Security is one of the main concerns of international relief teams and desperate residents of the capital Port-au-Prince, the scene of widespread looting after the 7.0 magnitude quake that has left an estimated one million homeless.
UN officials said nearly half a million people had fled Port-au-Prince for the countryside, doubling a previous estimate of 235,000.
OCHA said the prices of basic commodities such as rice and sugar were rising and medical centers were short of supplies and equipment.
France’s President Nicolas Sarkozy will be the first international leader to visit Haiti since the quake on February 17, his office announced. The presidency said Sarkozy would inspect reconstruction efforts, which France is taking part in.
The World Food Programme said it has been promised more than 230 million dollars for its Haiti emergency operations, but it would now need more than 800 million dollars (570 million euros) to extend an operation to feed desperate Haitians through this year.
The largest donors were the United States, Canada and Spain, but WFP said it received important rice donations from Thailand and Malawi, a country previously depending on food assistance.
This appears to be one of those unfortunate situations that has been blown out of all proportions. In the chaos following Haiti’s devastating earthquake an orphanage had been flattened. Those in charge put the kids on a bus and planned to relocate them to an orphanage in the Dominican Republic. En route they were stopped by authorities and the rest is history.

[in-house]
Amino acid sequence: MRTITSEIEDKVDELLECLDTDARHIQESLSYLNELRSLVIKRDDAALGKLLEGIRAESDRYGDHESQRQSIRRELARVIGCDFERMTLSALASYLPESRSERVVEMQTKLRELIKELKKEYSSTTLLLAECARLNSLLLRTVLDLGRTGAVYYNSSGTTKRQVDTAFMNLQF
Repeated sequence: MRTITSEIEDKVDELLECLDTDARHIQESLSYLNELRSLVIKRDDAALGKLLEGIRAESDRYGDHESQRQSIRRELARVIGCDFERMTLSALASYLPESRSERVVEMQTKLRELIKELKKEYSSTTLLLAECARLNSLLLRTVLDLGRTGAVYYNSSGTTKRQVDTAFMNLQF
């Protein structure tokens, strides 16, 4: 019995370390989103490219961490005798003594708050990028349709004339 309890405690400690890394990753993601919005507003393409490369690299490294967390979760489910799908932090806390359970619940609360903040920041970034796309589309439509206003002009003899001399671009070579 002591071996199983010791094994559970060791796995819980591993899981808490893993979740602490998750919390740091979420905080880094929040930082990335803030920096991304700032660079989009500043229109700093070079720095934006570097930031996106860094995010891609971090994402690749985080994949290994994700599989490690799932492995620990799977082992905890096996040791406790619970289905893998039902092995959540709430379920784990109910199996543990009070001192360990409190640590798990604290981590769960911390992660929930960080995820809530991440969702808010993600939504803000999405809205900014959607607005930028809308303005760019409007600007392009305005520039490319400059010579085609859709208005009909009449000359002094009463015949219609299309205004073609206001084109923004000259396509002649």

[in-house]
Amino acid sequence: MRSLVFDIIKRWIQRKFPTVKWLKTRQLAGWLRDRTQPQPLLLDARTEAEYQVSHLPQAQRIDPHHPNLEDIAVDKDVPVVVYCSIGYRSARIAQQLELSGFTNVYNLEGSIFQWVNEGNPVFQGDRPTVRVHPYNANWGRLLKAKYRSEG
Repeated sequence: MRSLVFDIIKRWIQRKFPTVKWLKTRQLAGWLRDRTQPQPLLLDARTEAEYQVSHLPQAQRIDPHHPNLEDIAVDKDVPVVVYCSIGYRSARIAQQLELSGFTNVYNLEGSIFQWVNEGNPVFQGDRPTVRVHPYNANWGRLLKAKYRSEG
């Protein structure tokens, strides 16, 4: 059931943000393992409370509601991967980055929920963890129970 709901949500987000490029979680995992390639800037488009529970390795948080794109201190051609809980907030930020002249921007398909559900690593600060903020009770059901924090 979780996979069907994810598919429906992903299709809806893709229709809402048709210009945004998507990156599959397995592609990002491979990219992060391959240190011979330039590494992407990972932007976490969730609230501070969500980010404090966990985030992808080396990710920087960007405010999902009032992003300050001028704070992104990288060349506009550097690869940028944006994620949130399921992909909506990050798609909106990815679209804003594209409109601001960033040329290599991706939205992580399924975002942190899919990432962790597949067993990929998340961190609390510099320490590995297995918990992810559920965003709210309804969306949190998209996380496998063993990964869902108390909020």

There has been a lot of talk about child-trafficking in the period after the quake. It has become a focal point for many who cannot understand, or focus upon the overall calamity. It would seem that these people were simply interested in the well-being of the kids. Unfortunately, on most occasions, the Haitian authority – specifically President Preval, has absolutely no focus on anyone’s well-being, other than that of him, his wife, and other close associates.
Give these people a quick polygraph and the truth will be there, otherwise, this will drag out towards infinity as the frenzy builds.